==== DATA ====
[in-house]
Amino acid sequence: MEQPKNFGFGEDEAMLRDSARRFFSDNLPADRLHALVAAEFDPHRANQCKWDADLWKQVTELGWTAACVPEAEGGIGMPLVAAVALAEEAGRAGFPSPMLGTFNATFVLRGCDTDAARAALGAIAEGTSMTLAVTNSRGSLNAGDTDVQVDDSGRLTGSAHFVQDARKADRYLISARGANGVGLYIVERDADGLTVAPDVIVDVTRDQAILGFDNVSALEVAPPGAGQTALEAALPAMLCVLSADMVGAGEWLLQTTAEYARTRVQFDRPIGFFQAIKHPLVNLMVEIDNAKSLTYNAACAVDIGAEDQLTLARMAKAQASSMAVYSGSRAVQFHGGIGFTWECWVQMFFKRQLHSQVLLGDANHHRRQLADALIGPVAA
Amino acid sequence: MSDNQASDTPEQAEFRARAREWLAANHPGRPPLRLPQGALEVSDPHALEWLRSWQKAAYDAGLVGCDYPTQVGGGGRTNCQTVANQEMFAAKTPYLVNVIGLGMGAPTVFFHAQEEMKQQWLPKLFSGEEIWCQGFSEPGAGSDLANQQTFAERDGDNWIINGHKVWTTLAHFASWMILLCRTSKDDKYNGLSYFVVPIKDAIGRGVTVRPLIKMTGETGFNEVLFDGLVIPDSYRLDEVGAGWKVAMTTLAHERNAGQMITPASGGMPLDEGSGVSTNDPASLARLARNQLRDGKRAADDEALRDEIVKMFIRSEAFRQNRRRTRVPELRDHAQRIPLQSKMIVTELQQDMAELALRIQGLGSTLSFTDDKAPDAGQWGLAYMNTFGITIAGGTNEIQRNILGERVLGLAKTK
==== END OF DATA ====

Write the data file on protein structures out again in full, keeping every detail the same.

[in-house]
Amino acid sequence: MEQPKNFGFGEDEAMLRDSARRFFSDNLPADRLHALVAAEFDPHRANQCKWDADLWKQVTELGWTAACVPEAEGGIGMPLVAAVALAEEAGRAGFPSPMLGTFNATFVLRGCDTDAARAALGAIAEGTSMTLAVTNSRGSLNAGDTDVQVDDSGRLTGSAHFVQDARKADRYLISARGANGVGLYIVERDADGLTVAPDVIVDVTRDQAILGFDNVSALEVAPPGAGQTALEAALPAMLCVLSADMVGAGEWLLQTTAEYARTRVQFDRPIGFFQAIKHPLVNLMVEIDNAKSLTYNAACAVDIGAEDQLTLARMAKAQASSMAVYSGSRAVQFHGGIGFTWECWVQMFFKRQLHSQVLLGDANHHRRQLADALIGPVAA
Amino acid sequence: MSDNQASDTPEQAEFRARAREWLAANHPGRPPLRLPQGALEVSDPHALEWLRSWQKAAYDAGLVGCDYPTQVGGGGRTNCQTVANQEMFAAKTPYLVNVIGLGMGAPTVFFHAQEEMKQQWLPKLFSGEEIWCQGFSEPGAGSDLANQQTFAERDGDNWIINGHKVWTTLAHFASWMILLCRTSKDDKYNGLSYFVVPIKDAIGRGVTVRPLIKMTGETGFNEVLFDGLVIPDSYRLDEVGAGWKVAMTTLAHERNAGQMITPASGGMPLDEGSGVSTNDPASLARLARNQLRDGKRAADDEALRDEIVKMFIRSEAFRQNRRRTRVPELRDHAQRIPLQSKMIVTELQQDMAELALRIQGLGSTLSFTDDKAPDAGQWGLAYMNTFGITIAGGTNEIQRNILGERVLGLAKTK